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Rotary and CDC – Partners in Polio and Beyond

Posted on by W. William Schluter, MD, MSPH, Director, Global Immunization Division
W. William Schluter, MD, MSPH, Director, Global Immunization Division
W. William Schluter, MD, MSPH, Director, Global Immunization Division
Photo credit: d’Arcy Lunn/STOP volunteer

Partnerships play an integral role in CDC’s international work. Eradication and elimination initiatives for vaccine-preventable diseases serve as examples underlining the importance of public-private partnerships. Global polio eradication has been and remains a top priority for CDC. It would be only the second time in history that a human disease has been eradicated, and partners have been key to achieving the progress to date. Rotary International has been at the forefront of polio eradication through its fundraising and expertise in community engagement supported by a global network of volunteer leaders committed to working towards a polio-free world.

In 1988, the establishment of the Global Polio Eradication Initiative (GPEI) accelerated polio eradication efforts by uniting the strengths of Rotary International, the World Health Organization (WHO), UNICEF, and CDC into a global partnership to end polio. The establishment of the GPEI has resulted in tremendous success. In fact, the number of worldwide polio cases has fallen from an estimated 350,000 when GPEI was formed in 1988 to only 37 in 2016—a decline of more than 99.99% in reported cases. As a key member, Rotary supports immunization activities, surveillance, and research spearheaded by GPEI.

Rotary’s engagement with CDC and support for common interests is not limited to polio. CDC and Rotary partner to make impacts on various public health efforts around the world, such as the provision of basic health services and access to clean water & sanitation. For example, CDC and Rotary collaborate in India, Nigeria, and South Africa, along with the Ministries of Health and partners like USAID on Rotary Family Health Days. During these campaigns, we work together to increase childhood immunizations, prevent HIV/AIDS and screen for cervical cancer.  Other projects include providing de-worming for children, distributing mosquito bed nets, and the provision of other health care services like blood pressure screening and eye exams for cataracts.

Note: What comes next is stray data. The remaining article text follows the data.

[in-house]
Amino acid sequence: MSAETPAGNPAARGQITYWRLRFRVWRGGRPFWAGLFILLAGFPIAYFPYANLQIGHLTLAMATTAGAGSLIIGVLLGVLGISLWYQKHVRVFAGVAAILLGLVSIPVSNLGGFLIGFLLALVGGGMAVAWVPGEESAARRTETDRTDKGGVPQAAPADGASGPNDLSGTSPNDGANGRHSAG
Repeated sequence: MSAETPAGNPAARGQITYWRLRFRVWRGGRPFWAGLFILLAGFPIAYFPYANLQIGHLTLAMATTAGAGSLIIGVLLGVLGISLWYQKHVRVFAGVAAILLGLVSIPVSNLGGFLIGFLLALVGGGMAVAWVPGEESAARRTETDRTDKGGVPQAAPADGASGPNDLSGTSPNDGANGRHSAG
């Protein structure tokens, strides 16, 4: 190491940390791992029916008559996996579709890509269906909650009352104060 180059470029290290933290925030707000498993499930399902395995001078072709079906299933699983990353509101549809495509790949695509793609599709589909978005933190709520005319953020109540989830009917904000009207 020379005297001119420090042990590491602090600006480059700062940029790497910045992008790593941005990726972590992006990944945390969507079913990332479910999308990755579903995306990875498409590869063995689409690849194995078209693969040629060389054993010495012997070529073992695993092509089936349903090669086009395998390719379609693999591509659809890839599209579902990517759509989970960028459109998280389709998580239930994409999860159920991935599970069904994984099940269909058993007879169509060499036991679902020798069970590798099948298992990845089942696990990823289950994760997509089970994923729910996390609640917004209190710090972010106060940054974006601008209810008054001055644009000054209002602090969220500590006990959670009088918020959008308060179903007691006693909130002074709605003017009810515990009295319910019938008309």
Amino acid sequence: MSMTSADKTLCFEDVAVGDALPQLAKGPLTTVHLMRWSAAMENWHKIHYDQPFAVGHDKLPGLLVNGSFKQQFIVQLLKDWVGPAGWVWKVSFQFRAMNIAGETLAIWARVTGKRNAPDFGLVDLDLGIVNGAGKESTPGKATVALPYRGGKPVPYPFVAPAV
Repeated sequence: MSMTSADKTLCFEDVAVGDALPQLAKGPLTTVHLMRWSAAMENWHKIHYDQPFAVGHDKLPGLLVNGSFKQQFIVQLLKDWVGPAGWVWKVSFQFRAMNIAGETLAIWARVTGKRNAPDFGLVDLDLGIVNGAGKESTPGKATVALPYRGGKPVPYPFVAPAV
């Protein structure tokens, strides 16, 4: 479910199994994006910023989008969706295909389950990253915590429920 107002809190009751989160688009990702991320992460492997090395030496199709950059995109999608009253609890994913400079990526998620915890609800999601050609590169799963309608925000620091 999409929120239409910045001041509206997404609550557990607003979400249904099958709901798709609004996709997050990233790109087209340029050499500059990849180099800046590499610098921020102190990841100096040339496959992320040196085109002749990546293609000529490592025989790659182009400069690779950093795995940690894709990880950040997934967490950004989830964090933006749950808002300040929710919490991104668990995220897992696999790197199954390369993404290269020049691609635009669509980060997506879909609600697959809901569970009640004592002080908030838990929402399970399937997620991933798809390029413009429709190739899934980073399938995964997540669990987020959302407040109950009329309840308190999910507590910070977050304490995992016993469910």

As Rotary International holds their annual convention in Atlanta, we celebrate their amazing contributions to eradication of polio and improving the lives of both domestic and international communities. We can continue to make strides in public health like reducing health disparities, eliminating and eradicating vaccine-preventable diseases, improving access to safe water and so much more thanks to partners like Rotary International.

Posted on by W. William Schluter, MD, MSPH, Director, Global Immunization DivisionTags , , , ,

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